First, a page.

Andrew Hodges, the biographer of Alan Turing, took this picture of Bletchley Park huts as they appeared in 1998. He describes the photo: "Hut Eight, where Alan Turing worked on the naval Enigma, is in the centre of the picture. To the left is Hut Six (Army and Air Force signals). To the right is Hut One." For more of Hodge's background information on Station X and Turing, visit his "Alan Turing: The Enigma" website.
Code breakers assigned to Hut 8 were charged with cracking Germany’s naval Engima code. It was the most-difficult job of all at Bletchely Park (also known as Station X).
The first “huts” were built at Bletchley Park during 1939. Before that, however, a handful of people in pre-war Britain - using the valuable information and Enigma replicas which the Poles had provided - were already trying to understand and break Germany’s coding system.
Much of that early work was done at the Government Codes & Ciphers School (GC&CS) located, during 1938, in London. Alfred Dillwyn ("Dilly") Knox was an early code breaker; so was Peter Twinn. In September of 1939, they were joined by Gordon Welchman, who was later in charge of Hut 6.
Historical records tell us that Hut 8 (which is shaded in this site view) was likely built in early 1940. Its first occupant was the GC&CS group working on Germany’s naval Enigma code.
Who were the people working in Hut 8?
All of these individuals were highly intelligent people who were among Britain’s brightest math minds at the time.
And then there was Alan Turing. His 1936 paper, “On Computable Numbers” - which he wrote, as a student, while working on his PhD at Princeton - became a cornerstone of today’s “digital age.”
What did Turing mean by "computable numbers?"
The "computable" numbers may be described briefly as the real numbers whose expressions as a decimal are calculable by finite means... a number is computable if its decimal can be written down by a machine. (See the first paragraph of Turing's paper, online via Oxford University.)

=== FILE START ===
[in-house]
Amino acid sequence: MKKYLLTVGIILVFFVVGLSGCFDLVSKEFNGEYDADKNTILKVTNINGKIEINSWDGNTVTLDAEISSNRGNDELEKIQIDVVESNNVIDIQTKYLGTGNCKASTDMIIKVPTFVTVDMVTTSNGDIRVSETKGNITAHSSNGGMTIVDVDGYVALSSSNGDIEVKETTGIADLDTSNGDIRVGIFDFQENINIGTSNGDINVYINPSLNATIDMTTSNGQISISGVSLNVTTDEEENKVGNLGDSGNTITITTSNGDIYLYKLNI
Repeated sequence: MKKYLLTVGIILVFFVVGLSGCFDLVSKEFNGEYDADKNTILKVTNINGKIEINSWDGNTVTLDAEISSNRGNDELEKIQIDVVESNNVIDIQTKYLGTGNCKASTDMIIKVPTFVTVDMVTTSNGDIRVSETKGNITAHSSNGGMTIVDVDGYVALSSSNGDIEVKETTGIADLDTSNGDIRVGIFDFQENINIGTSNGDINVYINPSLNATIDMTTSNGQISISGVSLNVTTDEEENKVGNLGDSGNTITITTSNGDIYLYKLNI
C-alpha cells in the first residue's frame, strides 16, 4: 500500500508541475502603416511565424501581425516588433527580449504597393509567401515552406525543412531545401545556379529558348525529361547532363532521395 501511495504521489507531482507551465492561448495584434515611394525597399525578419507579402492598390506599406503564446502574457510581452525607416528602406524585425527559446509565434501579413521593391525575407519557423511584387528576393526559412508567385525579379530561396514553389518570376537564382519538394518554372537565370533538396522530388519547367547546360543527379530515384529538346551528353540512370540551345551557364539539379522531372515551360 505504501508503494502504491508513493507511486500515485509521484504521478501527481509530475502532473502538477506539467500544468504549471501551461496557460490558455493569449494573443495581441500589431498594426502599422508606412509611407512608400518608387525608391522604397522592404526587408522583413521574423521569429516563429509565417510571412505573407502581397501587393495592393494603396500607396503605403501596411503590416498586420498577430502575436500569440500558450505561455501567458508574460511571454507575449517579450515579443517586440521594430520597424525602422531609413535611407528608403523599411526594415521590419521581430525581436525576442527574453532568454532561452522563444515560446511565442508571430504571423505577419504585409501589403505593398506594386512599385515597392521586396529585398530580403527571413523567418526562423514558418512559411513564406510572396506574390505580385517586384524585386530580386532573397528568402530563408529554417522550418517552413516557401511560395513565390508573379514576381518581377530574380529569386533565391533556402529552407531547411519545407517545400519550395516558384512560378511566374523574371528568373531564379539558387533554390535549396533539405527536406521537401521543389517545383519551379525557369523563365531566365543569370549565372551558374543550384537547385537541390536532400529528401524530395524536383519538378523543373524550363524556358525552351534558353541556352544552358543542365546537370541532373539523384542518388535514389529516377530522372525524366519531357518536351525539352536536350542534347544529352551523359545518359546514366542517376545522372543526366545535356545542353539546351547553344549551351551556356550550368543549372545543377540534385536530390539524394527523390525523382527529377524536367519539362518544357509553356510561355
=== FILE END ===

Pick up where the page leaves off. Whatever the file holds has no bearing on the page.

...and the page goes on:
It was that paper, among other things, which caused British government officials to recruit Turing (from Cambridge) to work at Bleachley Park.
And ... it was in working-up that paper where Turing's mathematical musings led him to envision a machine in which symbols, representing instructions, were no different from symbols representing numbers.
In other words ... Turing imagined today's computers before today's technology even existed.
Turing’s biographer, Andrew Hodges, describes the impact of Turing’s “Computable Numbers” paper with these words:
It is now almost impossible to read Turing's 1936 work without thinking of a Turing machine as a computer program, and the Universal Turing Machine as the computer on which different programs can be run...
We are now so familiar with the idea of the computer as a fixed piece of hardware, requiring only fresh software to make it do entirely different things, that it is hard to imagine the world without it.
But Turing imagined the Universal Turing Machine ten years before it could be implemented in electronics.
Now you can use your computer to simulate the working of a Turing machine, and so see on the screen what in 1936 was only possible in Turing's imagination. This is no accident! — the whole point is that the computer embodies the principle of a Universal Turing machine, which can simulate any Turing machine.
It was also essential to Turing's 1936 work that a Turing machine could be thought of as data to be read and manipulated by another Turing machine — this is the principle of the modifiable stored program on which all computing now depends.
With Turing, Stewart Menzies had the perfect person to head the Hut 8 code-breaking team.